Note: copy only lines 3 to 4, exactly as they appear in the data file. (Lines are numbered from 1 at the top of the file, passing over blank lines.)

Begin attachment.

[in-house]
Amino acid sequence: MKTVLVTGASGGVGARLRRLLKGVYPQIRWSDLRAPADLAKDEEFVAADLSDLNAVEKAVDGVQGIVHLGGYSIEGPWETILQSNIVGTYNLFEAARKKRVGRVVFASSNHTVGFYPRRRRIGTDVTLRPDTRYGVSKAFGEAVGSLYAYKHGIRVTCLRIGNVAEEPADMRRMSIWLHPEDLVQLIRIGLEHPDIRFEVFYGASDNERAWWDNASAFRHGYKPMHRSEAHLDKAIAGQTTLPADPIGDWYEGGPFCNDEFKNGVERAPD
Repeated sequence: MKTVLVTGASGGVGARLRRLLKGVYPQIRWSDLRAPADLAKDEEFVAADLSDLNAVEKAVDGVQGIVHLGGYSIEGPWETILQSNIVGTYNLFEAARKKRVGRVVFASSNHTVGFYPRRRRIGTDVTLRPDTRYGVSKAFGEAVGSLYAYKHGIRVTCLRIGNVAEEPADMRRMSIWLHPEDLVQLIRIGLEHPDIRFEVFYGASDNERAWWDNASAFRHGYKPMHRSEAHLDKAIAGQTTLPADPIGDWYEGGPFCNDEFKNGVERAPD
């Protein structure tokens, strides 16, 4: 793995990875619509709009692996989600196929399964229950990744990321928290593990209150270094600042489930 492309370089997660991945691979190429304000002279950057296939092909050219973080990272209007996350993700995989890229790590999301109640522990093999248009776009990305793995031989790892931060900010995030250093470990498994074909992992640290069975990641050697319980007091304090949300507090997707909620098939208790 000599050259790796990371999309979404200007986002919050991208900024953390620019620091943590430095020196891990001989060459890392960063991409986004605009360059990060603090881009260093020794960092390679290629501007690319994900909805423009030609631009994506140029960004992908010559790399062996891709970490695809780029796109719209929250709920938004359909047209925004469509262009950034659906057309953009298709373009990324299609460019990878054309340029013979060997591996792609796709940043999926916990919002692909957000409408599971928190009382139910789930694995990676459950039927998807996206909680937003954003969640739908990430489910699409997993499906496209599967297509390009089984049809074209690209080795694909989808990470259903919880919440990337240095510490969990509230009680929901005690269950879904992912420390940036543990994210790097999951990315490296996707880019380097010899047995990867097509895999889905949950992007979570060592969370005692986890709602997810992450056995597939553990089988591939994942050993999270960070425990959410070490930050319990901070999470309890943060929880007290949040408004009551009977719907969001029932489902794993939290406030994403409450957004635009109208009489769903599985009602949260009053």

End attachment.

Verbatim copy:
Repeated sequence: MKTVLVTGASGGVGARLRRLLKGVYPQIRWSDLRAPADLAKDEEFVAADLSDLNAVEKAVDGVQGIVHLGGYSIEGPWETILQSNIVGTYNLFEAARKKRVGRVVFASSNHTVGFYPRRRRIGTDVTLRPDTRYGVSKAFGEAVGSLYAYKHGIRVTCLRIGNVAEEPADMRRMSIWLHPEDLVQLIRIGLEHPDIRFEVFYGASDNERAWWDNASAFRHGYKPMHRSEAHLDKAIAGQTTLPADPIGDWYEGGPFCNDEFKNGVERAPD
């Protein structure tokens, strides 16, 4: 793995990875619509709009692996989600196929399964229950990744990321928290593990209150270094600042489930 492309370089997660991945691979190429304000002279950057296939092909050219973080990272209007996350993700995989890229790590999301109640522990093999248009776009990305793995031989790892931060900010995030250093470990498994074909992992640290069975990641050697319980007091304090949300507090997707909620098939208790 000599050259790796990371999309979404200007986002919050991208900024953390620019620091943590430095020196891990001989060459890392960063991409986004605009360059990060603090881009260093020794960092390679290629501007690319994900909805423009030609631009994506140029960004992908010559790399062996891709970490695809780029796109719209929250709920938004359909047209925004469509262009950034659906057309953009298709373009990324299609460019990878054309340029013979060997591996792609796709940043999926916990919002692909957000409408599971928190009382139910789930694995990676459950039927998807996206909680937003954003969640739908990430489910699409997993499906496209599967297509390009089984049809074209690209080795694909989808990470259903919880919440990337240095510490969990509230009680929901005690269950879904992912420390940036543990994210790097999951990315490296996707880019380097010899047995990867097509895999889905949950992007979570060592969370005692986890709602997810992450056995597939553990089988591939994942050993999270960070425990959410070490930050319990901070999470309890943060929880007290949040408004009551009977719907969001029932489902794993939290406030994403409450957004635009109208009489769903599985009602949260009053």